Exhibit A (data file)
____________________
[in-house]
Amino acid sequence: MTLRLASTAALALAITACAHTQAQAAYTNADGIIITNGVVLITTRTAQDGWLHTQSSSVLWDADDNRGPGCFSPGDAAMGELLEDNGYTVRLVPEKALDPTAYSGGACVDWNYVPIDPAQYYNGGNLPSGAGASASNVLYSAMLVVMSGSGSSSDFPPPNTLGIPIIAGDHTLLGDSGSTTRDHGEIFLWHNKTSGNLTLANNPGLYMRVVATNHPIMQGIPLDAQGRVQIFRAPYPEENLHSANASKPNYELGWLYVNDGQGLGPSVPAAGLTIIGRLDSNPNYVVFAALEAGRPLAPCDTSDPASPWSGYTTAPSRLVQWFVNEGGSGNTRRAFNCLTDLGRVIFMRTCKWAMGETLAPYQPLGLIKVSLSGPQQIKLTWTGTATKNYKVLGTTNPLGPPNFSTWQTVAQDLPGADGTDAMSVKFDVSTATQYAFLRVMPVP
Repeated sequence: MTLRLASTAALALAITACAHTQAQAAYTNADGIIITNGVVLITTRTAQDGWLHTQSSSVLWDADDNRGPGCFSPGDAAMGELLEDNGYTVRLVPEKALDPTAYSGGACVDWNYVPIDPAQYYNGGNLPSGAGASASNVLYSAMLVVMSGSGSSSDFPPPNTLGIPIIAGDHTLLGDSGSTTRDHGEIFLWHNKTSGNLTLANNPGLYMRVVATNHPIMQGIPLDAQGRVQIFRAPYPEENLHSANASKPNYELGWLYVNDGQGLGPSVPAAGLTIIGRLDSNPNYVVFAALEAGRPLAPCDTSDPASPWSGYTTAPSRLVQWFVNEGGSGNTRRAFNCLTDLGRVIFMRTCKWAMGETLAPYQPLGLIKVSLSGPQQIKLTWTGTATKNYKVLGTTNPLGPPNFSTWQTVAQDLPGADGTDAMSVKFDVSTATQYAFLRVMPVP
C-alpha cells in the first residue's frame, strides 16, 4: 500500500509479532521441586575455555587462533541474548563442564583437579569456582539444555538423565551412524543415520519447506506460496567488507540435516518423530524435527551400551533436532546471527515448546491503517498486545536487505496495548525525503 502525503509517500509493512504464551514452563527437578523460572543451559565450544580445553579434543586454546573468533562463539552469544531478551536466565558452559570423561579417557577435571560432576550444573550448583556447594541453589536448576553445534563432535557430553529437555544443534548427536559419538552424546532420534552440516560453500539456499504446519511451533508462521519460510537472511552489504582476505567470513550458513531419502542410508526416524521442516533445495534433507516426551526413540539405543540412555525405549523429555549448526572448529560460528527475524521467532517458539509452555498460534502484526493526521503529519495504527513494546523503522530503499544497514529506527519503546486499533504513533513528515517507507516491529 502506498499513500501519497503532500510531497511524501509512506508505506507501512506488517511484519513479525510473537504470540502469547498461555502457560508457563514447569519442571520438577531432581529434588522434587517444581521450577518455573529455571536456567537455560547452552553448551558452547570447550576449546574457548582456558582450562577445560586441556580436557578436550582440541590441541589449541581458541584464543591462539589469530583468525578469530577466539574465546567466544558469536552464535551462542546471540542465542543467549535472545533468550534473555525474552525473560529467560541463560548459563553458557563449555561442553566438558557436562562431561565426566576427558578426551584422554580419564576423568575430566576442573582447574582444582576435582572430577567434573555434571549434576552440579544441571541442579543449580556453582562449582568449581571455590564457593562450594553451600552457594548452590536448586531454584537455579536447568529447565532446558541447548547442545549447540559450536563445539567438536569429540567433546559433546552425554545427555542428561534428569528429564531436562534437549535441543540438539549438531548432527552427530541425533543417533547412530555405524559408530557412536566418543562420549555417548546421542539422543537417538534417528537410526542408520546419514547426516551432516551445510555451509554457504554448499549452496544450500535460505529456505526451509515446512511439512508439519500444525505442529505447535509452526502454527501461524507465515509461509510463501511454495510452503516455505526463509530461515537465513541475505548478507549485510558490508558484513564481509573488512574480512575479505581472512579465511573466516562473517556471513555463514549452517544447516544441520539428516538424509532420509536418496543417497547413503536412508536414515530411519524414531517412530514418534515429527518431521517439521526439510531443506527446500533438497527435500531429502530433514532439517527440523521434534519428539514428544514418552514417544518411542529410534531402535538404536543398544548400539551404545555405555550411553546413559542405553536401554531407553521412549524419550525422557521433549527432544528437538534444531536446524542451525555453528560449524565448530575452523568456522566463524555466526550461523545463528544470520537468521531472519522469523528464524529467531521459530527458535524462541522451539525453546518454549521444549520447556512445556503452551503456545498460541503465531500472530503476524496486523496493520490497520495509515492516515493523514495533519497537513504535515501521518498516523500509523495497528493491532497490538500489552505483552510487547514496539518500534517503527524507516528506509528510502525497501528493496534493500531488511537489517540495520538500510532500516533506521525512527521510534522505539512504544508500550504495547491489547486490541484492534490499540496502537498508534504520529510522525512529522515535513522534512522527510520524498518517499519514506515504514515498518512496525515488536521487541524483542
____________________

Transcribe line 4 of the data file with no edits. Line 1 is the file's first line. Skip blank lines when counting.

C-alpha cells in the first residue's frame, strides 16, 4: 500500500509479532521441586575455555587462533541474548563442564583437579569456582539444555538423565551412524543415520519447506506460496567488507540435516518423530524435527551400551533436532546471527515448546491503517498486545536487505496495548525525503 502525503509517500509493512504464551514452563527437578523460572543451559565450544580445553579434543586454546573468533562463539552469544531478551536466565558452559570423561579417557577435571560432576550444573550448583556447594541453589536448576553445534563432535557430553529437555544443534548427536559419538552424546532420534552440516560453500539456499504446519511451533508462521519460510537472511552489504582476505567470513550458513531419502542410508526416524521442516533445495534433507516426551526413540539405543540412555525405549523429555549448526572448529560460528527475524521467532517458539509452555498460534502484526493526521503529519495504527513494546523503522530503499544497514529506527519503546486499533504513533513528515517507507516491529 502506498499513500501519497503532500510531497511524501509512506508505506507501512506488517511484519513479525510473537504470540502469547498461555502457560508457563514447569519442571520438577531432581529434588522434587517444581521450577518455573529455571536456567537455560547452552553448551558452547570447550576449546574457548582456558582450562577445560586441556580436557578436550582440541590441541589449541581458541584464543591462539589469530583468525578469530577466539574465546567466544558469536552464535551462542546471540542465542543467549535472545533468550534473555525474552525473560529467560541463560548459563553458557563449555561442553566438558557436562562431561565426566576427558578426551584422554580419564576423568575430566576442573582447574582444582576435582572430577567434573555434571549434576552440579544441571541442579543449580556453582562449582568449581571455590564457593562450594553451600552457594548452590536448586531454584537455579536447568529447565532446558541447548547442545549447540559450536563445539567438536569429540567433546559433546552425554545427555542428561534428569528429564531436562534437549535441543540438539549438531548432527552427530541425533543417533547412530555405524559408530557412536566418543562420549555417548546421542539422543537417538534417528537410526542408520546419514547426516551432516551445510555451509554457504554448499549452496544450500535460505529456505526451509515446512511439512508439519500444525505442529505447535509452526502454527501461524507465515509461509510463501511454495510452503516455505526463509530461515537465513541475505548478507549485510558490508558484513564481509573488512574480512575479505581472512579465511573466516562473517556471513555463514549452517544447516544441520539428516538424509532420509536418496543417497547413503536412508536414515530411519524414531517412530514418534515429527518431521517439521526439510531443506527446500533438497527435500531429502530433514532439517527440523521434534519428539514428544514418552514417544518411542529410534531402535538404536543398544548400539551404545555405555550411553546413559542405553536401554531407553521412549524419550525422557521433549527432544528437538534444531536446524542451525555453528560449524565448530575452523568456522566463524555466526550461523545463528544470520537468521531472519522469523528464524529467531521459530527458535524462541522451539525453546518454549521444549520447556512445556503452551503456545498460541503465531500472530503476524496486523496493520490497520495509515492516515493523514495533519497537513504535515501521518498516523500509523495497528493491532497490538500489552505483552510487547514496539518500534517503527524507516528506509528510502525497501528493496534493500531488511537489517540495520538500510532500516533506521525512527521510534522505539512504544508500550504495547491489547486490541484492534490499540496502537498508534504520529510522525512529522515535513522534512522527510520524498518517499519514506515504514515498518512496525515488536521487541524483542